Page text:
Welcome to Part 2 of our Healthcare Hacks Series! Previously, we focused on how to define a problem to solve when first developing your digital health product/service.
Today, we focus on the next step to building a great healthcare technology business: how to define your value proposition.
Know Your Value; Show Your Value
A value proposition is a clear description of the expected value to be delivered once your product/service has been acquired by a user. Clearly defining a value proposition is a key aspect of designing a business strategy. It is nearly impossible to sell a product if clients are unable to easily imagine how they will be able to derive value from utilizing your good.
But developing a value prop for healthcare technology is - like everything in healthcare - more complex than other industries. Let's see why.
Healthcare Sales are Different
One of the most important things to remember when dealing with hospitals is that many are not-for-profit, mission-driven organizations. Unlike most B2B customers, a hospital's mission is broader than maximizing shareholder value and profits. In the case of hospitals, their shareholders are the communities and the patients they serve. Instead of looking to maximize monetary returns, they are looking to maximize the quality and quantity of care they can provide.
In fact, hospital C Suites face two competing financial pressures. If they invest aggressively into new technology & care innovations that don't pay off immediately, they run the risk of heading into the red.
But if a hospital leadership team ended the year with huge profits on their books, they may face criticism for not re-investing those profits into innovation and patient care. Keep this tenuous balance in mind when articulating your value proposition – it can’t be purely financial.
Sales prospects have many constituencies
For each constituent group, their incentives, motivations, and departmental culture will all be unique. The best methods for articulating your value proposition are derived from understanding this variation and considering your customer’s perspective and needs.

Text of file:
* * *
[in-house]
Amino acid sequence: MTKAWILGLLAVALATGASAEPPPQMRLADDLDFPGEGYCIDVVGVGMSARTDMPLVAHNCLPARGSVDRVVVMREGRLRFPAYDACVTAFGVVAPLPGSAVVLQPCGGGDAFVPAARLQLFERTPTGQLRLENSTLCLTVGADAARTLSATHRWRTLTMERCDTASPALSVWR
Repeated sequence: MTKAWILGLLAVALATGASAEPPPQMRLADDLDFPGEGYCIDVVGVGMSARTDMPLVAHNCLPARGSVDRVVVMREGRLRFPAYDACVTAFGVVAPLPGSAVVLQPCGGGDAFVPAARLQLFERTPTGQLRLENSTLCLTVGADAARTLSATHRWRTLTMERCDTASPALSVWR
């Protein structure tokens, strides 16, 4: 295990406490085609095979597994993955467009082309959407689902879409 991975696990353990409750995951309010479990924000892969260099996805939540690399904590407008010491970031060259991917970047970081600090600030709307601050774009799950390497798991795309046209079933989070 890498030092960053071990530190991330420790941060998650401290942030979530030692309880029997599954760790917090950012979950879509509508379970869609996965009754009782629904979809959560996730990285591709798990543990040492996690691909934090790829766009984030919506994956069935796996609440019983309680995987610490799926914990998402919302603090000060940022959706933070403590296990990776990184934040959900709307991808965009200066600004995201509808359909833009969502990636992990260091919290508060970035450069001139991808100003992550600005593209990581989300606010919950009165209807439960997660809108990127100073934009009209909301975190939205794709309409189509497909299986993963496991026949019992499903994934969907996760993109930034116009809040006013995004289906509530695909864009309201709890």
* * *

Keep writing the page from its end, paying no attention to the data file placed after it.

This means understanding everything from their daily workflow headaches ("no SSO?!") to their long-term goals ("we need technology to help us shift to VBP"). Having a holistic image of your customer will show them that you are aware of the current "pain" they face; you can use case studies from peer organizations to demonstrate your ability to ease that pain.
You need to be able to show real tangible results and figures. Effective tools for doing this are case studies which explain how a similar organization with a similar team leveraged your technology to drive change – and in doing so highlight the old systems they replaced and their shortcomings as well as the outcome and win achieved in the process.
Similarly, using demos of your product to articulate these same value propositions through this lens is a powerful tool; however, demo's should not be used as sales crutches, and putting too much focus on your demo without first communicating your value props has been shown to actually turn off your prospects.
There is a cost of switching solutions
New solutions often replace existing solutions, and that may require significant effort from your client to implement & integrate your solution. Value props should address the financial and implementation costs of switching solutions.
Without clear insight into the current solutions that a customer is using, it will be harder to highlight the correct metrics in your value proposition. If you don't know what solutions your prospect is currently using, just ask.
Hospital C Suites are smart, savvy buyers; they know a solution can appear to be cheap, but the internal resources required for implementation may be expensive. When developing your value props, address the transaction costs involved in adopting a your solution (implementation, IT resources, training staff, etc.) & why you are confident that the switch will be worthwhile for your prospective client.
By considering these aspects when defining your value proposition you will be able to connect with customers and show them that not only are they getting a great solution, but they are also purchasing from someone who truly wants to help them succeed.
Remember to ask yourself:
Who is the decision maker in this purchase? What is my value proposition to them?
Who is the end-user of this tool? How am I improving a process for them and/or driving new value?
What is the cost of switching to my solution? Why is it worthwhile for my clients?